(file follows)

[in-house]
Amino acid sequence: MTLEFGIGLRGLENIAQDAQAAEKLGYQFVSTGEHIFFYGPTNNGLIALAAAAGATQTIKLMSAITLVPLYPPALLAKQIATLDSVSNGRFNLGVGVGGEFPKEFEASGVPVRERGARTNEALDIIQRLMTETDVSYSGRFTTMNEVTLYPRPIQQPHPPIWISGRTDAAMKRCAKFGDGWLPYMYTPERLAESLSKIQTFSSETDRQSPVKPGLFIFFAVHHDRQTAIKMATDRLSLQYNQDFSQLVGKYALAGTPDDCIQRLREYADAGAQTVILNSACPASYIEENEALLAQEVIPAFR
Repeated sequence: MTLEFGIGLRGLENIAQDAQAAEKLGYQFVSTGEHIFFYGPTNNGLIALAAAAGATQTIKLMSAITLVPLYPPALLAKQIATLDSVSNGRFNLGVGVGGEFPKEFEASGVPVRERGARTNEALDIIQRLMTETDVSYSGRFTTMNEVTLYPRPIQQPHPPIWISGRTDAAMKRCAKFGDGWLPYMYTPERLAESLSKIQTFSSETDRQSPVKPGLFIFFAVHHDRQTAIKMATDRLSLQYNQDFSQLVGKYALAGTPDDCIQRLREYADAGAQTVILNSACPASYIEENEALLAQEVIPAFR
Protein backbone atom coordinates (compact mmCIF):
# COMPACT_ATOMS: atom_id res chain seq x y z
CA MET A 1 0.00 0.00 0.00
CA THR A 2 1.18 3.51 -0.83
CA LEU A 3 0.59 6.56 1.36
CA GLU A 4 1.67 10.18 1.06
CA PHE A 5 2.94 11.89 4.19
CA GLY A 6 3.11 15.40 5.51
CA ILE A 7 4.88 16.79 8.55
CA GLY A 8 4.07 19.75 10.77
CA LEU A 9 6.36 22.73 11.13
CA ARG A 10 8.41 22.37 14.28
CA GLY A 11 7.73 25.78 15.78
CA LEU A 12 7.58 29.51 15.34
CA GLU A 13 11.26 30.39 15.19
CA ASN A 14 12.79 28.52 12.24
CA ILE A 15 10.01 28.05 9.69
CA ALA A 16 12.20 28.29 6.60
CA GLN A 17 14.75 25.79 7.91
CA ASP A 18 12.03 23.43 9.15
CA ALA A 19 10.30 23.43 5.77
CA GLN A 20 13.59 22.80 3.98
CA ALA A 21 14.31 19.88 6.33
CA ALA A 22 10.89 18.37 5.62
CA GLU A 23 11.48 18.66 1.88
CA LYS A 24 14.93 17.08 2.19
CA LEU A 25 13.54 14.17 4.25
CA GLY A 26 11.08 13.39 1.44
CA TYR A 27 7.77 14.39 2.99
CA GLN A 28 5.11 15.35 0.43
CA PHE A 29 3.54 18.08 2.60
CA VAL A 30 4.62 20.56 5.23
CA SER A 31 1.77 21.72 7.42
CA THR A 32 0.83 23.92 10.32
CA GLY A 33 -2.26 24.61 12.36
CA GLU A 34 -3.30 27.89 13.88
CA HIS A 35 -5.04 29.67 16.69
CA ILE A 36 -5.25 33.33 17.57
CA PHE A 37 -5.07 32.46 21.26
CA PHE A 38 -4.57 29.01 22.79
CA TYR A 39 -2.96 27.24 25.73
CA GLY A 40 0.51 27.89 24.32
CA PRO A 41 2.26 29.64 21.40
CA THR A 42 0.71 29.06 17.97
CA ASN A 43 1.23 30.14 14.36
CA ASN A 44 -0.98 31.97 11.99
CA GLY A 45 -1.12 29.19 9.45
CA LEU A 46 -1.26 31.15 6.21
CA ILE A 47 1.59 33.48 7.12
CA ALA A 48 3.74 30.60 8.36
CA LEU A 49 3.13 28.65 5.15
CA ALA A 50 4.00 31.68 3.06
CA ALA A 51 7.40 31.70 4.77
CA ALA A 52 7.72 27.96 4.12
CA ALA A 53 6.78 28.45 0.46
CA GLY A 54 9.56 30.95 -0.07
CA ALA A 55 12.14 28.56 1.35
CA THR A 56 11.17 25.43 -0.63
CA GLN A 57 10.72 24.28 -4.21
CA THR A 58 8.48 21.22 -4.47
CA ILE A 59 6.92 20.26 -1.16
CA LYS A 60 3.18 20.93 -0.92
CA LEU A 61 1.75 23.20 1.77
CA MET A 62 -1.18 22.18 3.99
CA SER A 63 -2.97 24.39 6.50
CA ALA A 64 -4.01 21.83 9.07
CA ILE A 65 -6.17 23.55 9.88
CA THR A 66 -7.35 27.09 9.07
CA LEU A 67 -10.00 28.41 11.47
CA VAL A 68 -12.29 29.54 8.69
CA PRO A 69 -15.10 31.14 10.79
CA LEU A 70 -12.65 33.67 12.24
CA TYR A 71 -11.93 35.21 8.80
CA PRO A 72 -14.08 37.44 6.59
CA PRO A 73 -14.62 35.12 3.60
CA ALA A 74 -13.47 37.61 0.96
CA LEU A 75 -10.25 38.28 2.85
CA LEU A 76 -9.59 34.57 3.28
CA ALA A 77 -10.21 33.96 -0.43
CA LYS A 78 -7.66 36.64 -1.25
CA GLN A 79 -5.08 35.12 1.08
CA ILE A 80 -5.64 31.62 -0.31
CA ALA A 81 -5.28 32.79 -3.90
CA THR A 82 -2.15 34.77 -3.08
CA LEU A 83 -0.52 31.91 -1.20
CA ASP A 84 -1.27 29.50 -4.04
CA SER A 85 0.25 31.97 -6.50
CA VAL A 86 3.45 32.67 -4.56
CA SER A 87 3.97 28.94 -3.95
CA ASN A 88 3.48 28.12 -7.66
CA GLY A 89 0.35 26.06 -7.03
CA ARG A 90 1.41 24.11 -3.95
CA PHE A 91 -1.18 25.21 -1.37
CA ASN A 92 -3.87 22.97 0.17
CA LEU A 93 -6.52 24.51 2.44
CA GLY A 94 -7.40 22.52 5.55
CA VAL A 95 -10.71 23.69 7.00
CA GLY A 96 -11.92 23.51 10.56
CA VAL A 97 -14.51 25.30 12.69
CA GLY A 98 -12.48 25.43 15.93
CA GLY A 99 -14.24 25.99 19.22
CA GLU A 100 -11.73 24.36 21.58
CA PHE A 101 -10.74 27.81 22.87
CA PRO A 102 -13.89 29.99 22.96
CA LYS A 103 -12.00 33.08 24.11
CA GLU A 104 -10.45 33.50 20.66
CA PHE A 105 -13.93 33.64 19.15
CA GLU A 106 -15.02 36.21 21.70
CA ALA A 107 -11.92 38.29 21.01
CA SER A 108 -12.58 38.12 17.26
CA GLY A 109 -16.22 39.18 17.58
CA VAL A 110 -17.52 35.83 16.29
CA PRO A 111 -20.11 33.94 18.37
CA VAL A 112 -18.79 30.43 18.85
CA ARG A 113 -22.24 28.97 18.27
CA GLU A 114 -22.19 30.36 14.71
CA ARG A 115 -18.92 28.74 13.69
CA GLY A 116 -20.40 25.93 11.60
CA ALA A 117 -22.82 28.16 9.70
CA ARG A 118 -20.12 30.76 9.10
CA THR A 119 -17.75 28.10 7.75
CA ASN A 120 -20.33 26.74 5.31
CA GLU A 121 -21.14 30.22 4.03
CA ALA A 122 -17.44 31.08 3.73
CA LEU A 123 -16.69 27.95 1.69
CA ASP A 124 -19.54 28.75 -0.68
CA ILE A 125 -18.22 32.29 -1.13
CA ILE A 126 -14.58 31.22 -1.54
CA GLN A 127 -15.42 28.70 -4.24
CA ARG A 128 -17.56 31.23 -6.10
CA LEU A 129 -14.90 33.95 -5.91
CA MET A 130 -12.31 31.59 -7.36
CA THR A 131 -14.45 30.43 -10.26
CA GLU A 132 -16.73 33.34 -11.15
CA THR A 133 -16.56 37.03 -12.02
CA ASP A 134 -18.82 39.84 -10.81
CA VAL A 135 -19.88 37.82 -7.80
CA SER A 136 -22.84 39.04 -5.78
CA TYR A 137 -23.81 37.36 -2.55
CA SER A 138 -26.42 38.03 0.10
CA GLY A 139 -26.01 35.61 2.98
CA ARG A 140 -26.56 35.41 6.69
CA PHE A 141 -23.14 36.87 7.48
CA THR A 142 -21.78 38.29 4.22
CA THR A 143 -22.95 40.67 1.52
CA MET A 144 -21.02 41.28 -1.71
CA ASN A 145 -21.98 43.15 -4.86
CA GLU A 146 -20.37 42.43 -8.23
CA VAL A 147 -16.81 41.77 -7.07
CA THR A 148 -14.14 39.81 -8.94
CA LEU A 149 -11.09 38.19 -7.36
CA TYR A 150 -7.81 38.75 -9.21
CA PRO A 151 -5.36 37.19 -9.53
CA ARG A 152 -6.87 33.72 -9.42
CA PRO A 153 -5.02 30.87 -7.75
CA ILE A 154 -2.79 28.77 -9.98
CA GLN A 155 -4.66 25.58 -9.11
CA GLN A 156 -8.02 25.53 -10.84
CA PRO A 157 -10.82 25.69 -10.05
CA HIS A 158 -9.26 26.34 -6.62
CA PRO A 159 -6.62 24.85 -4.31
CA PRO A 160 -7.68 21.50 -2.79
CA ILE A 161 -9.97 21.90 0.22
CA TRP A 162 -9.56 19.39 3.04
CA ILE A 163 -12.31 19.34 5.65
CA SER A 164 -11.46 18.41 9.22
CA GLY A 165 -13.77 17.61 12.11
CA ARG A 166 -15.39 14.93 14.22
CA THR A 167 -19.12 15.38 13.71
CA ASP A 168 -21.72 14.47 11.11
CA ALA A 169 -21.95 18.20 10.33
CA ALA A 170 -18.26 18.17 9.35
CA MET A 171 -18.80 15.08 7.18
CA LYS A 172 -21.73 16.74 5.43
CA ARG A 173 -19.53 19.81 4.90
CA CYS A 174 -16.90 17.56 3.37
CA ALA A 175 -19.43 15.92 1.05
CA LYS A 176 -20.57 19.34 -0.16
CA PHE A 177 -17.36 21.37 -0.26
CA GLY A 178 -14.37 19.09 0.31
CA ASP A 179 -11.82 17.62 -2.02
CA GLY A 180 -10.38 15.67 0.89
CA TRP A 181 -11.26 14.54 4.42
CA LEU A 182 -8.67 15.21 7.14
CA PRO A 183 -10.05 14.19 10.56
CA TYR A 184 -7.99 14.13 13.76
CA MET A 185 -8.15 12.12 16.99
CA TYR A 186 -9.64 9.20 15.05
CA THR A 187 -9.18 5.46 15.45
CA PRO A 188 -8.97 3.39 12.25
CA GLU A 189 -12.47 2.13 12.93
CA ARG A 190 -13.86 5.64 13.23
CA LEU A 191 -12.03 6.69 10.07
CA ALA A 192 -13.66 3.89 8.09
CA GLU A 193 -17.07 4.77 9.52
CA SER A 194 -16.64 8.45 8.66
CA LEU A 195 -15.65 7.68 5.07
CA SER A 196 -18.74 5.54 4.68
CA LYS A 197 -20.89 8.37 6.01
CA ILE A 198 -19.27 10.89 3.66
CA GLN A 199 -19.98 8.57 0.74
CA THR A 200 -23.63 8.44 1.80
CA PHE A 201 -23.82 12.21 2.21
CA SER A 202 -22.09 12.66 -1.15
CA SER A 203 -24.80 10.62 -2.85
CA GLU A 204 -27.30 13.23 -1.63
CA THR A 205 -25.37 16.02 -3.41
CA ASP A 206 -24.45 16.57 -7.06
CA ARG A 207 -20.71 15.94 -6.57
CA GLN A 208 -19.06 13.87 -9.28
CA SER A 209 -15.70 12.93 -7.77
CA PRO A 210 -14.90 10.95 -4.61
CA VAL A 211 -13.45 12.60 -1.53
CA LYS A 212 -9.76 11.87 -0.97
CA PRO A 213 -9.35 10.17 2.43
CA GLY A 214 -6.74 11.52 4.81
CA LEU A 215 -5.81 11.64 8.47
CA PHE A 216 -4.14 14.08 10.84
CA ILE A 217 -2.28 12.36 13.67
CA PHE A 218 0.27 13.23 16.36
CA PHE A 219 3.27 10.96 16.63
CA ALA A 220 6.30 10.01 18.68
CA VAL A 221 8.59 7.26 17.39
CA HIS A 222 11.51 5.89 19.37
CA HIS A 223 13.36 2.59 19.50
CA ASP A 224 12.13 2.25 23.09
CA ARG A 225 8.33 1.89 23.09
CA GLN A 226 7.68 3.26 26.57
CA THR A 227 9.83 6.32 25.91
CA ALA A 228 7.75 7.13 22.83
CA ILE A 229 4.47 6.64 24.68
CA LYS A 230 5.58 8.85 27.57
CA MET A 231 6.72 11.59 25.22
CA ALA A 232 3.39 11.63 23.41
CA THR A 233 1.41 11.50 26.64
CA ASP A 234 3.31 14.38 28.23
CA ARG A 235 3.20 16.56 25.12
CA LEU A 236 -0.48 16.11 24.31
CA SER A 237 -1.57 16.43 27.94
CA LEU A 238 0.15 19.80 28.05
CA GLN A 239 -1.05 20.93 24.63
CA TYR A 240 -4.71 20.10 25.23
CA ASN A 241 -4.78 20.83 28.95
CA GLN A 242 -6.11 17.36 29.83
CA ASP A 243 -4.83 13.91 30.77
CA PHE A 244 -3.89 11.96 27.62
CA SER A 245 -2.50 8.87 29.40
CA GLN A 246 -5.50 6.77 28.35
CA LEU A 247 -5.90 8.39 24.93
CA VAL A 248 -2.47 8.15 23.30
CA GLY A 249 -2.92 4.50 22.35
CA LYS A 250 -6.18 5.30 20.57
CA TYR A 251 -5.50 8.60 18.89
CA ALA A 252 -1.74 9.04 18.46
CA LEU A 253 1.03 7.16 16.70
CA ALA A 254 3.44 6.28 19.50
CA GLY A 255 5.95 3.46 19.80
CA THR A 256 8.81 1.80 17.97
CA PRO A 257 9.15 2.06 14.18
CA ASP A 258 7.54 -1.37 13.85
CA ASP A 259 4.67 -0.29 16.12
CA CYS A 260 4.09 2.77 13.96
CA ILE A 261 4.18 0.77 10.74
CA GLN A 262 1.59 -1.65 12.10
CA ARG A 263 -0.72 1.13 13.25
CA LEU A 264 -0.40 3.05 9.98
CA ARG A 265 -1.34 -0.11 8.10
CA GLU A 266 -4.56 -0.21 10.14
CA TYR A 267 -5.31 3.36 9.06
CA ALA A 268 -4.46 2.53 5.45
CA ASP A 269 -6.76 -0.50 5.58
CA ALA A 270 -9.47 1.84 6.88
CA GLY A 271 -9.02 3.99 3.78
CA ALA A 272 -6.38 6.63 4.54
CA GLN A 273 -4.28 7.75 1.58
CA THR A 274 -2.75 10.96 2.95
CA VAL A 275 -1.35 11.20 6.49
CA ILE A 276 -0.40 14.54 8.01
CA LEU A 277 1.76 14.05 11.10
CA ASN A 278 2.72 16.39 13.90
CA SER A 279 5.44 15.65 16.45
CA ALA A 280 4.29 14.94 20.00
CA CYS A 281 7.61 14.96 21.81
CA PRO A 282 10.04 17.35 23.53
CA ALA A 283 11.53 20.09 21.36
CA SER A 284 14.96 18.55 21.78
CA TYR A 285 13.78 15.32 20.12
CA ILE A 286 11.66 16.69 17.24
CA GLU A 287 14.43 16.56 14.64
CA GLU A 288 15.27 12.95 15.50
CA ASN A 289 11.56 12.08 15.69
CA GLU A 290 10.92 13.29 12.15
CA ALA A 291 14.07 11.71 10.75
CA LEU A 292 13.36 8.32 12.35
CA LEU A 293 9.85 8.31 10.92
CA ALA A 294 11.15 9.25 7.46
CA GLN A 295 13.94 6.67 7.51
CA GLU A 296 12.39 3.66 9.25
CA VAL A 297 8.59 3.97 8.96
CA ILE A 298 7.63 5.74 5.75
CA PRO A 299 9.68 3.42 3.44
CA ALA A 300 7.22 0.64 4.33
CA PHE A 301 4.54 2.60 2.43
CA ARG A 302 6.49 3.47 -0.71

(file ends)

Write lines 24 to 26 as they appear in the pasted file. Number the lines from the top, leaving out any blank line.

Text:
CA ALA A 19 10.30 23.43 5.77
CA GLN A 20 13.59 22.80 3.98
CA ALA A 21 14.31 19.88 6.33